Modern versions of attempts at scientific objectivity have replaced the now rejected efforts of the Logical Empiricists. One of them is the Bayesian school. The problem here is that prior probabilities are subjective, or, the time taken for them to converge may be very long. You can't draw a sharp line between the actual beliefs of scientists and the scientific method.

Putnam also discusses Nelson Goodman's (1906-1998) critique of inductive projection. I'll leave that to another time since Nelson Goodman's work seems important enough to warrant more study in its own right (see references).

How then do we account for the success of science?

Scientists did develop a new set of methodological maxims between the 15th and 17th Centuries. Robert Boyle (1627-1691) played a major role here (see Leviathan and the Air Pump by Steven Shapin and Simon Schaffer). Before Boyle experiments were conceived as illustrations for doctrines believed on deductive and / or a priori grounds, not as evidence for and against theories. Boyle advocated several things which changed all of that:
  • he distinguished between actual experiments and thought experiments
  • all experiments should be completely described, including failed experiments
  • he wrote manuals for experimental procedures
This shift from a focus on a priori beliefs to testing theories by controlled experiments was a significant methodological shift. And it did lead to very successful science.

So Putnam agrees there is a successful scientific method but argues that it is not a rigorous set of formal rules. It also requires informal rationality or independent intelligence to be successful. It presupposes rationality and does not define rationality.

There are other limits to what science can achieve. It is not always possible to perform controlled experiments and sometimes only passive observation is possible, eg. for ethical reasons. Evaluating evidence for alternative theories is often an informal matter.

Karl Popper argued that science should proceed by putting forward highly falsifiable, risky theories, testing them, until only one survived. One problem with this is that it is not possible to test all strongly falsifiable theories, there are too many of them.

Furthermore, the falsifiability criterion would rule out one of science's favourite theories: Darwin's theory of evolution by natural selection. Darwin's theory does not imply definite predictions. We accept it because:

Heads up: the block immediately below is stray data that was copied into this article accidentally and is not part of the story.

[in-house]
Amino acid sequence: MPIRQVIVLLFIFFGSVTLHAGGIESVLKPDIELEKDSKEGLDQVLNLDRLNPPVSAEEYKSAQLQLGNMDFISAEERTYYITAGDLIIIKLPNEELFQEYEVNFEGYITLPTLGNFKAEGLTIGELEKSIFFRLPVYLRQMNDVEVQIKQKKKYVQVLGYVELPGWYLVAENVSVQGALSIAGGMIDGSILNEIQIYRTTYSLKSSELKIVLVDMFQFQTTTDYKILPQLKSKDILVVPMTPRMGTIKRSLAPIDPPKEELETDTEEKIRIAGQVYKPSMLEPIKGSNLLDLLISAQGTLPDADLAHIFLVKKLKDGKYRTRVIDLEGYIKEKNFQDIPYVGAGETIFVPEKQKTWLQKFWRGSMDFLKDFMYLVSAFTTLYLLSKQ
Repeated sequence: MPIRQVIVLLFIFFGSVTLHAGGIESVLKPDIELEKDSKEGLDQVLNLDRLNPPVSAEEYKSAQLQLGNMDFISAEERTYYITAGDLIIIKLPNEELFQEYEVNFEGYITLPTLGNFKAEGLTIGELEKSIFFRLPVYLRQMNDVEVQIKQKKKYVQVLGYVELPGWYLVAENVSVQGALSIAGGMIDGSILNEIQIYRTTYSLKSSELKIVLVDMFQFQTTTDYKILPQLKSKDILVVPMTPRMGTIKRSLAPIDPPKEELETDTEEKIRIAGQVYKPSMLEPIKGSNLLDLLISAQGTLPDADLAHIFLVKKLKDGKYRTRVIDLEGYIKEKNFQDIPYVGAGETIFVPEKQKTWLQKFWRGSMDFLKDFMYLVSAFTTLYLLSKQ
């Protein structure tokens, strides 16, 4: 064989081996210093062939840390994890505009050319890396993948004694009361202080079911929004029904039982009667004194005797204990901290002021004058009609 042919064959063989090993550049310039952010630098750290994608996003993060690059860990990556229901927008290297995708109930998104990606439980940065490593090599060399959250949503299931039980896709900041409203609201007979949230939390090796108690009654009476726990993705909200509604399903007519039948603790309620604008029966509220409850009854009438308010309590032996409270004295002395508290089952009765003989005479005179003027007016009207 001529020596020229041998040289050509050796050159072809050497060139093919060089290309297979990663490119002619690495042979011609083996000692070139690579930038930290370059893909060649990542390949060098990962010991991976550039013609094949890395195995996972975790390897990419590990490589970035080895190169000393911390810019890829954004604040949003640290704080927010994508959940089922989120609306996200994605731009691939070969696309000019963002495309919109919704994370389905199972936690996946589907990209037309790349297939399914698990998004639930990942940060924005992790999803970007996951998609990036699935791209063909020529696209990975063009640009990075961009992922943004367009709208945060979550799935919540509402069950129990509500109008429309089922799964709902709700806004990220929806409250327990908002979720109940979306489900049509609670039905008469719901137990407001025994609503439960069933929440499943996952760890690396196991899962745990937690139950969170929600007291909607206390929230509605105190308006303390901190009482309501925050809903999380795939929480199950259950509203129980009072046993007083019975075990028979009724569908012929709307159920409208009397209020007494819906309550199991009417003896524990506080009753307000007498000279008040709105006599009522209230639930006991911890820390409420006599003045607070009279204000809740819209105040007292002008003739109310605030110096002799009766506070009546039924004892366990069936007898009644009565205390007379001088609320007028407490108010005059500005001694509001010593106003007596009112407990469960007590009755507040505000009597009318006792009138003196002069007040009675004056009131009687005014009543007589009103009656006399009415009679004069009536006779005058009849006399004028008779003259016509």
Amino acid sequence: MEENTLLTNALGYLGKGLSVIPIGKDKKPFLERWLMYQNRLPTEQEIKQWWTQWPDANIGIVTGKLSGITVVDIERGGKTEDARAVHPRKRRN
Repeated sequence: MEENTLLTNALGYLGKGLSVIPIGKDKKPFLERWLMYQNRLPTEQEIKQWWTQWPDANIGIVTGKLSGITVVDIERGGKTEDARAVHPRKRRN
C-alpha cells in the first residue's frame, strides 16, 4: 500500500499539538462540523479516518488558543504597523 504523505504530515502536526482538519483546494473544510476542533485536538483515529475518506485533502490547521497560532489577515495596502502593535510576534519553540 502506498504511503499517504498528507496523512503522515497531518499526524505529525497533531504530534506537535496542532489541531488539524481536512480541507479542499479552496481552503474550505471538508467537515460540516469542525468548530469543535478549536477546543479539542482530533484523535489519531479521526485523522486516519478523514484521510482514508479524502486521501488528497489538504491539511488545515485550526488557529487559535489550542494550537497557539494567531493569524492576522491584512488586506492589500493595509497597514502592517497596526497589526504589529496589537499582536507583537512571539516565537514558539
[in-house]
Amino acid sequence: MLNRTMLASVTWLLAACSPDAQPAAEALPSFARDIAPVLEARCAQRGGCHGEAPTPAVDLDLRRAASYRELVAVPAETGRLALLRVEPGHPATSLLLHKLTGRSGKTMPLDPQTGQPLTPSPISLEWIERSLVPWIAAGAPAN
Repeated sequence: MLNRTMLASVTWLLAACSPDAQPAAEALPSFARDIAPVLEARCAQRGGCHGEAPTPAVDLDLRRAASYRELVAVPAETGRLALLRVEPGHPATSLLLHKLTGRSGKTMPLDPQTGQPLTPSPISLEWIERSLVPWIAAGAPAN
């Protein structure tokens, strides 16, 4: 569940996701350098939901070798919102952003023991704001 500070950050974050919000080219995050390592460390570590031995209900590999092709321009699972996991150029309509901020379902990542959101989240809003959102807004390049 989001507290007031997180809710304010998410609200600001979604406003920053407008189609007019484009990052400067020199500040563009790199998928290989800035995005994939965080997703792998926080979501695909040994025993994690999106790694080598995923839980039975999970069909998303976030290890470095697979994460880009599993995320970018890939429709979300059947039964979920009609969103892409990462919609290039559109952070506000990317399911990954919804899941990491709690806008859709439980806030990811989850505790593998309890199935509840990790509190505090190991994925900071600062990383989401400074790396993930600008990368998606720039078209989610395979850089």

• it provides a plausible explanation for an enormous amount of data
  • it has been fruitful in suggesting new theories
  • it provides links to other fields such as genetics and molecular biology
  • there is no satisfactory alternative theory
The method being used to evaluate Darwin's theory is inference to the best explanation even though the best explanation is not strongly falsifiable.

So, what remains of the scientific method? We can think about it either in the Boyle sense of strict experimental procedure or as a vague thing like:
"Make experiments and observations as carefully as you can and then make inferences to the best explanation and eliminate theories which can be falsified by crucial experiments"
Putnam argues that such a vague definition of the scientific method could be used for ethical induction just as readily as scientific induction.

This post is mainly a summary of one chapter of a book by Hilary Putnam, although I have thrown in a few examples and brief comments of my own on the way through. I'll write up how Putnam's thinking has impacted and changed my thinking in a later post.

Putnam's chapter also awakened or in some cases reawakened my interest in reading other books some of which I have already bought but haven't had time yet to read. Here they are.


Goodman, Nelson (1978) Ways of Worldmaking

Goodman, Nelson (1983) Fact, Fiction and Forecast (4th Edition)

Pielke, Roger A, jnr. (2007) The Honest Broker: Making Sense of Science in Policy and Politics

Sarewitz, Daniel (1996). Frontiers of Illusion: Science, Technology and the Politics of Progress. Temple University Press

Sarewitz, Daniel (2004). How science makes environmental controversies worse.

Shapin, Steven and Schaffer, Simon (1985) Leviathan and the Air Pump: Hobbes, Boyle, and the Experimental Life